Charesha Barrett Courtesy of PRE4CLE
Lynanne Gutierrez presents data from Groundwork Ohio. Courtesy of PRE4CLE
Michelle Connavino and Katie Kelly of PRE4CLE Courtesy of PRE4CLE
From its perch atop a hill in Shaker Square-Buckeye, the Benjamin Rose Institute for Aging boasts an expansive view of Cleveland and its skyline that makes it easy to feel like anything is possible—and that was exactly the vibe at the conclusion of the Early Childhood Equity Forum, held there last Friday, April 12.
Hosted by PRE4CLE, Groundwork Ohio, Starting Point, and Invest in Children, the event convened close to 100 educators, nonprofit leaders, and others with a stake in Cleveland’s early childhood education landscape to discuss not only the 2018 Groundwork Ohio report “From the Ground Up,” but also how to create new and different equitable outcomes based on its findings.
Lynanne Gutierrez presents the Groundwork Ohio data.“We’re focused on having every child enter kindergarten ready to succeed,” says Michelle Connavino, Operations and Outreach Specialist for PRE4CLE. “What we saw in the Groundwork Ohio data was that that wasn’t happening equitably for children in Cleveland. This was something we already knew, but this was the first time we’d seen the data presented in this way.”
Among the report’s more striking findings: 61 percent of black children in the U.S. have experienced trauma through adverse childhood experiences (ACEs), and Ohio currently ranks 46th in the nation at supporting kids with three or more ACEs—putting them at higher risk for long-lasting negative effects. Additionally, here in Cuyahoga County, just 22 percent of black children and 19 percent of Hispanic children demonstrate kindergarten readiness (as opposed to 52 percent of white children locally).
“Kids who start behind often stay behind, and some kids get left behind more often than others,” said Lynanne Gutierrez, Policy Director and Legal Counsel for Groundwork Ohio, while presenting the report’s findings.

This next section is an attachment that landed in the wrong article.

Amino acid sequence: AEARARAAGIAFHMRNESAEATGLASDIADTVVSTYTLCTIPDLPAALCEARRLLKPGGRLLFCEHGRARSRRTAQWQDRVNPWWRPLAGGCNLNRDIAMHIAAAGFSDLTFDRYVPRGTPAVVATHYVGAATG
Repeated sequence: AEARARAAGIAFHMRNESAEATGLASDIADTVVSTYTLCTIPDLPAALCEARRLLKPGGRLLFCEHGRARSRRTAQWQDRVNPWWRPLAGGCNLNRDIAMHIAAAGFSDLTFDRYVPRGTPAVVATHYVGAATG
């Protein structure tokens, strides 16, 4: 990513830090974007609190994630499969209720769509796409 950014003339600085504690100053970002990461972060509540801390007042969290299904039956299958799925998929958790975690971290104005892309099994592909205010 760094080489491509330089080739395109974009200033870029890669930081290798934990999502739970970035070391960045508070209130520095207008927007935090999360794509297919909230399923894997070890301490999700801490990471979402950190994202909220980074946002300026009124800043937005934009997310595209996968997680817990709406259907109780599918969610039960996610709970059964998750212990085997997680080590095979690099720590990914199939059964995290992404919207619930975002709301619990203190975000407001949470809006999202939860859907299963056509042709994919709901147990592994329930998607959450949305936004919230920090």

Maureen JosephThe Early Childhood Equity Forum was geared at starting conversations around shifting that reality. To that end, TransSpire LLC president Maureen Joseph came to Cleveland from New Orleans to facilitate the event and help add more context around the historic challenges that contribute to ongoing inequity via her presentation, “The Impact of Historical Trauma on Racial Disparities.”
Joseph’s talk covered a wide berth of historical ground—from the country’s founding to slavery to segregation—designed to illustrate the deep roots of why inequity still exists on such a deep level today.
“I’m positive that what we’re not paying attention to is history and its impact on inequity,” Joseph shared. “Debating what diversity means, and who has power and who doesn’t, has been a conversation since the beginning. Because this has never been settled, that’s why we’re looking at disparity information like we have now.”
Joseph also explored themes of cultural identity, race, and the impact of whiteness as a culture and a construct. She likened the modern movement toward racial equity as a new dawning of Reconstruction. “We’re reconstructing who ‘we the people’ are,” she said.
PRE4CLE Executive Director Katie Kelly welcomed Joseph's insights and observations. “This is not an easy conversation, but it may be the most important issue that we can tackle to create better outcomes for Cleveland’s children,” said Kelly. “The data show that we have not closed the gap for children of color in our community, and we can’t keep doing the same things and expect that to change. We’re encouraged by the response to today’s event, especially the open and honest dialogue, thoughtful ideas, and optimism in the room related to working toward true change—in ourselves and in our community.”